Designer, Charli Junker is the owner of Your Space Our Design, based in St. John's, Newfoundland and Labrador. Charli is a regular contributor to Home & Cabin magazine and has appeared on the television show Open House NL. Her work has also appeared in East Coast Living magazine. Charli has worked on over 150 projects, some of which include a Calgary based condo, where she made an average space spectacular in only one week. She has also taken a tired 1980’s kitchen and turned into a glamorous masterpiece and worked on countless new home builds from the ground up; as well as numerous renovations and smaller projects.
How and why did you decide to attend Memorial for your undergraduate degree?
Having spent my early life in TO and moving to rural NFLD as a teenager, I craved city life again so I applied to Memorial, got accepted, found a modest apartment, packed up my stuff and hit the road in my Ford Tempo! It was an exciting time of life and new friends and experiences soon followed. I originally planned to be a social worker so that I could help the less fortunate -- specifically seniors. I’ve always loved seniors because they have so much knowledge to share. I hoped that getting a sociology degree with a minor in gender studies would give me an edge to get into social work. I quickly discovered how difficult it was to get into the faculty and eventually found my passion for interiors purely by chance.
Do any particular memories stand out from your time here as an undergraduate/graduate student?
During a class in the large lecture theatre in the Arts building, Elliot Layton shouted at a student because they were late and demanded that they turn around and leave. How dare they be late! This was my favorite class at the time and I really respected him as professor. He followed his dream and the passion showed in his lectures. To this day, I am always punctual as it is a matter of respect for the other party and because I associate being late with pure humiliation (giggle). Great life lesson!
What drew you to study sociology?
I liked the idea of different cultural and social behaviors and wanted to explore more of this. Lacking funds to travel, this was a great way to gain some insight of the world and its people. I also really enjoyed researching and reading but wasn’t interested in an English degree. Sociology was a good fit for me.
What’s the best piece of advice you ever received?
Follow your passion and the money will follow. This rings true for so many successful people, including myself. The world needs more passionate entrepreneurs and less corporate mentality. Having a love for interiors puts fire in my belly and makes me excited to take on the world every morning. It took years to grow my business with many set-backs and little profit, but once you become self-sufficient, it’s extremely rewarding.
I have worked jobs where I punched the clock, impatiently waiting to take two 15-minute breaks and an hour lunch. It makes for a boring and unfulfilling existence. Passion is what makes the world fun and exciting!
How did you get first get interested in interior design?
As a child I would help my mother rearrange furniture and choose paint colors. I was always fascinated by how altering the configuration of a room, made the space feel so different, like reinventing the space. By chance, when I was 18 I applied for a job at a furniture and interior décor store. I was visiting TO for the summer and saw a help wanted sign in the window. When I moved back to NL that fall, I applied to the same store and got the job. Following my degree and still working my part-time job, a colleague mentioned how nice my home was and how I had a talent for interiors. She encouraged me start a business. That was 11 years ago and I am still going strong with the business. I eat, sleep and breathe interiors. I’m always surfing online interior sites, reading design magazines and watching design shows. It’s my hobby as well as my business.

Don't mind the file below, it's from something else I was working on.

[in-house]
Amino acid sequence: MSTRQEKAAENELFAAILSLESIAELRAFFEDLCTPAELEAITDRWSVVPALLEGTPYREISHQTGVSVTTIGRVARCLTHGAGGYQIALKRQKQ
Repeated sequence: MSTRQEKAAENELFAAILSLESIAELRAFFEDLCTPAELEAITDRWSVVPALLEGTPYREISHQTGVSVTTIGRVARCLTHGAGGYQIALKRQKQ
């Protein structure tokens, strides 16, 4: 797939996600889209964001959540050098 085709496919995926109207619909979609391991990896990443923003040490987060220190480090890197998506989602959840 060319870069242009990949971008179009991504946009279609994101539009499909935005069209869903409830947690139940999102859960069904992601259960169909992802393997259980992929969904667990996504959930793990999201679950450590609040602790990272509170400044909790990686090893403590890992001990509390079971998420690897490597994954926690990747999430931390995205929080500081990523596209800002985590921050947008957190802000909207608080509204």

Do you have a favorite interior designer, or someone who has inspired your own aesthetic?
Candice Olsen for sure. Even when I was studying for my degree, I would watch her show and was fascinated at how she transformed spaces with so much ease. People often compare my work to hers and I have been told that I make the process simple. I think if you love what you do then it comes easy- or at least appears that way.
How did your arts degree prepare you for a life as an entrepreneur?
I have a column in Home and Cabin Magazine and I attribute my writing skills to the degree. Over a four-year period I must have written well over 50 articles and with each one you just get better. Eventually you learn to take a bunch of random ideas and organize them quickly and efficiently into something readable and interesting. I apply this in everyday work as well when sorting through design and decor info or deciding what to recommend to a client. It basically taught my brain to learn how to weed out important vs irrelevant info. I am much more resourceful than I would have otherwise been.
I also learned that deadlines are really important and I strengthened my sense of urgency. Working under pressure forces you to get things done timely and efficiently and weeds out the white noise.
I learned how to research and the importance of citing references. With design work, I’m always researching the latest trend or digging for info on historic styles. I always have a photographer to take professional pictures of my work. Once the photos are posted, whether on social media, my website etc, I always site my sources- where I purchased items, colleagues that were involved etc. It’s always a team effort and people and businesses should be credited for their work and ideas.